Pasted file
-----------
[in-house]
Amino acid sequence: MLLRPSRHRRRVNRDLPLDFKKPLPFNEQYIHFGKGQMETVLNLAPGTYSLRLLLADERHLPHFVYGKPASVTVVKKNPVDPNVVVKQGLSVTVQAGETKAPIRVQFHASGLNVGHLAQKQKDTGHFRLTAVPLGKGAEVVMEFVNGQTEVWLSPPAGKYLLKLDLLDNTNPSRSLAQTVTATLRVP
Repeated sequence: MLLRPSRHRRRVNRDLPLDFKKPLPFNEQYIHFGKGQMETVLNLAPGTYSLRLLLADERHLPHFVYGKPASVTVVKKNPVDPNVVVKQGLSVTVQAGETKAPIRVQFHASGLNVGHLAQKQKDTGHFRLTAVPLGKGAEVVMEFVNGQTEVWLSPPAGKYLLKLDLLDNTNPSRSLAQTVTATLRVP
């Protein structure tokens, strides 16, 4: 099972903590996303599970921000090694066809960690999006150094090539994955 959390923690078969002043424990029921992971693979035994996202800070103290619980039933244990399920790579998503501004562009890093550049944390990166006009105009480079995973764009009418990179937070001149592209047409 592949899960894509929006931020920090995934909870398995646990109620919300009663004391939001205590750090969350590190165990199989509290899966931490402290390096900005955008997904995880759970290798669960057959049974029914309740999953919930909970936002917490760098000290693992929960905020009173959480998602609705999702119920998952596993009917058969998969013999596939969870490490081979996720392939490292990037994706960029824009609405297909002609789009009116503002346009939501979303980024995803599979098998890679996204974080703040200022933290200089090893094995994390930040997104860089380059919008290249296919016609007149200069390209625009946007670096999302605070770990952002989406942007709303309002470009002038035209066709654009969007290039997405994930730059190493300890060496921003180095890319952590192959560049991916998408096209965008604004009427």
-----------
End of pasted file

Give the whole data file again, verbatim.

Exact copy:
[in-house]
Amino acid sequence: MLLRPSRHRRRVNRDLPLDFKKPLPFNEQYIHFGKGQMETVLNLAPGTYSLRLLLADERHLPHFVYGKPASVTVVKKNPVDPNVVVKQGLSVTVQAGETKAPIRVQFHASGLNVGHLAQKQKDTGHFRLTAVPLGKGAEVVMEFVNGQTEVWLSPPAGKYLLKLDLLDNTNPSRSLAQTVTATLRVP
Repeated sequence: MLLRPSRHRRRVNRDLPLDFKKPLPFNEQYIHFGKGQMETVLNLAPGTYSLRLLLADERHLPHFVYGKPASVTVVKKNPVDPNVVVKQGLSVTVQAGETKAPIRVQFHASGLNVGHLAQKQKDTGHFRLTAVPLGKGAEVVMEFVNGQTEVWLSPPAGKYLLKLDLLDNTNPSRSLAQTVTATLRVP
């Protein structure tokens, strides 16, 4: 099972903590996303599970921000090694066809960690999006150094090539994955 959390923690078969002043424990029921992971693979035994996202800070103290619980039933244990399920790579998503501004562009890093550049944390990166006009105009480079995973764009009418990179937070001149592209047409 592949899960894509929006931020920090995934909870398995646990109620919300009663004391939001205590750090969350590190165990199989509290899966931490402290390096900005955008997904995880759970290798669960057959049974029914309740999953919930909970936002917490760098000290693992929960905020009173959480998602609705999702119920998952596993009917058969998969013999596939969870490490081979996720392939490292990037994706960029824009609405297909002609789009009116503002346009939501979303980024995803599979098998890679996204974080703040200022933290200089090893094995994390930040997104860089380059919008290249296919016609007149200069390209625009946007670096999302605070770990952002989406942007709303309002470009002038035209066709654009969007290039997405994930730059190493300890060496921003180095890319952590192959560049991916998408096209965008604004009427």